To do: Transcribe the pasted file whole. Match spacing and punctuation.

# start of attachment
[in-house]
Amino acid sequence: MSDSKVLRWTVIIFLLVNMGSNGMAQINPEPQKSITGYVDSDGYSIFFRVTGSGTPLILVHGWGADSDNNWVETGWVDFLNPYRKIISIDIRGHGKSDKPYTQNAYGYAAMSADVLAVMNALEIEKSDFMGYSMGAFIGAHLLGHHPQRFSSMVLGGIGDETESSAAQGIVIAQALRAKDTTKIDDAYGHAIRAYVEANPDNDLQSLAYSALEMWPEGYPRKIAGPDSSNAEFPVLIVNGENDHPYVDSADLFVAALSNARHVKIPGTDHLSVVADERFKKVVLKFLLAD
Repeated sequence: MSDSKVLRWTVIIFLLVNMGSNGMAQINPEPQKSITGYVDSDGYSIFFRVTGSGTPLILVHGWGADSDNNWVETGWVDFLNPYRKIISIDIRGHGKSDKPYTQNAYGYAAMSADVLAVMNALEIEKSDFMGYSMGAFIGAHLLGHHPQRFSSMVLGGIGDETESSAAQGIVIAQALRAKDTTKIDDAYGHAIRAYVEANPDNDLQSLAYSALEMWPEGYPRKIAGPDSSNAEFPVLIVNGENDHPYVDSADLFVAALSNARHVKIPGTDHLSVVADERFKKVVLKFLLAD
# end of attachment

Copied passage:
[in-house]
Amino acid sequence: MSDSKVLRWTVIIFLLVNMGSNGMAQINPEPQKSITGYVDSDGYSIFFRVTGSGTPLILVHGWGADSDNNWVETGWVDFLNPYRKIISIDIRGHGKSDKPYTQNAYGYAAMSADVLAVMNALEIEKSDFMGYSMGAFIGAHLLGHHPQRFSSMVLGGIGDETESSAAQGIVIAQALRAKDTTKIDDAYGHAIRAYVEANPDNDLQSLAYSALEMWPEGYPRKIAGPDSSNAEFPVLIVNGENDHPYVDSADLFVAALSNARHVKIPGTDHLSVVADERFKKVVLKFLLAD
Repeated sequence: MSDSKVLRWTVIIFLLVNMGSNGMAQINPEPQKSITGYVDSDGYSIFFRVTGSGTPLILVHGWGADSDNNWVETGWVDFLNPYRKIISIDIRGHGKSDKPYTQNAYGYAAMSADVLAVMNALEIEKSDFMGYSMGAFIGAHLLGHHPQRFSSMVLGGIGDETESSAAQGIVIAQALRAKDTTKIDDAYGHAIRAYVEANPDNDLQSLAYSALEMWPEGYPRKIAGPDSSNAEFPVLIVNGENDHPYVDSADLFVAALSNARHVKIPGTDHLSVVADERFKKVVLKFLLAD